Figure. Critical Clinical Prioritization (CCP). As resource strain approaches crisis levels, ICU clinicians may need to adapt, substitute, conserve, or even initiate rationing of resources. Courtesy ACCP

Figure. Critical Clinical Prioritization (CCP). As resource strain approaches crisis levels, ICU clinicians may need to adapt, substitute, conserve, or even initiate rationing of resources. [MORE]

At this point, more resources must be provided, or patients must be transferred to other resourced hospitals.

Critical Clinical Prioritization is an illustration of necessity being the mother of invention, as these are adaptations clinicians devised under duress. Some particularly poignant examples are the spreading of 24 hours of continuous renal replacement therapy (CRRT) resource between two and sometimes three patients to provide life sustainment to all; and when ventilators were in short supply, determining which patients required full ICU ventilator support vs those who could manage with lower functioning ventilators, and trading them between patients when demands changed.

These adaptations can only be done by experienced clinicians proactively managing bedside critical care under duress, further underscoring the importance of our suggestion that Critical Clinical Prioritization and ICU strain be managed by bedside clinicians and leaders.

The response of early transfer of patients – load-balancing - should be considered as soon as any hospital enters contingency conditions. This strategy is commonly implemented within larger health systems, ideally before reaching Critical Clinical Prioritization. Formal, organized state or regional load-balancing coordination, now referred to as medical operations command centers (MOCCs), were highly effective and proved lifesaving for those states that implemented them (including Arizona, Washington, California, Minnesota, and others). Support for establishment of MOCC’s is crucial in prolonging contingency operations and further helps support and protect disadvantaged populations (White et al. N Engl J Med. 2021;385[24]:2211-4).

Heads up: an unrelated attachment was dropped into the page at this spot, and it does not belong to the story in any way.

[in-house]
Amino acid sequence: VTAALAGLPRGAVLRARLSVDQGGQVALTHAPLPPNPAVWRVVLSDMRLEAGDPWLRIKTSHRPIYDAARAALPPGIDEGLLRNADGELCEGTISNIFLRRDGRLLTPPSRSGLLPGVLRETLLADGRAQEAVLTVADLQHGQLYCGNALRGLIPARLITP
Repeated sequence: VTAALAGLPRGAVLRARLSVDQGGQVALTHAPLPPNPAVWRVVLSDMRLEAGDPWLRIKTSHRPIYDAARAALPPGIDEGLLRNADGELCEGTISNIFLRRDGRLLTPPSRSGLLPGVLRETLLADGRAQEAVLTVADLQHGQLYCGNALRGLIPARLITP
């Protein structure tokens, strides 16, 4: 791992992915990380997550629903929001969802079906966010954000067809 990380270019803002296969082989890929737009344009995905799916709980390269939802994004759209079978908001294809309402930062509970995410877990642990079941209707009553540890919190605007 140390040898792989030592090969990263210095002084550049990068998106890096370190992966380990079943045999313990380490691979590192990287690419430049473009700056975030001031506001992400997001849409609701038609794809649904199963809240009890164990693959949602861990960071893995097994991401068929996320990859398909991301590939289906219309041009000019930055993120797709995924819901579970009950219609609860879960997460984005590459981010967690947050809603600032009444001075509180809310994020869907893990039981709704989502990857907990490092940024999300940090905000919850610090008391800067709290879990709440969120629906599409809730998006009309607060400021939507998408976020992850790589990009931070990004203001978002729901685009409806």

Establishment of MOCCs has met resistance due to challenges that include interhospital/intersystem competition, logistics of moving critically ill patients sometimes across significant physical distance, and the costs of assuming care of uninsured or underinsured patients. Nevertheless, the benefits to the population as a whole necessitate working through these obstacles as successful MOCCs have done, usually with government and hospital association support.

In their final suggestion of the 2022 updated strategies, TFMCC suggests that hospitals use telemedicine technology both to expand specialists’ ability to provide care and facilitate families virtually visiting their critically ill loved one when safety precludes in-person visits.

These suggestions are pivotal in planning for future public health emergencies that include mass critical care, even during events that are limited in scope and duration.

Lastly, intensivists struggled with legal and ethical concerns when mired in crisis care circumstances and decisions of allocation, and potential reallocation, of scarce resources. These issues were not well addressed during the COVID-19 pandemic, further emphasizing the importance of maintaining contingency level care and requiring further involvement from legal and medical ethics professionals for future planning.

The guiding principle of disaster preparedness is that we must do all the planning we can to ensure that we never need crisis standards of care (National Academies of Sciences, Engineering, and Medicine. 2020 Mar 28. Rapid Expert Consultation on Crisis Standards of Care for the COVID-19 Pandemic. Washington, DC: The National Academies Press.).

We must be prepared. Guidelines and suggestions laid out through decades of experience gained a real-world test in the COVID-19 pandemic. Now we must all reorganize and create new plans or augment old ones with the information we have gained. The time is now. The work must continue.

Dr. Griffin is Assistant Professor of Medicine, New York Presbyterian Hospital – Weill Cornell Medicine. Dr. Dichter is Associate Professor of Medicine, University of Minnesota.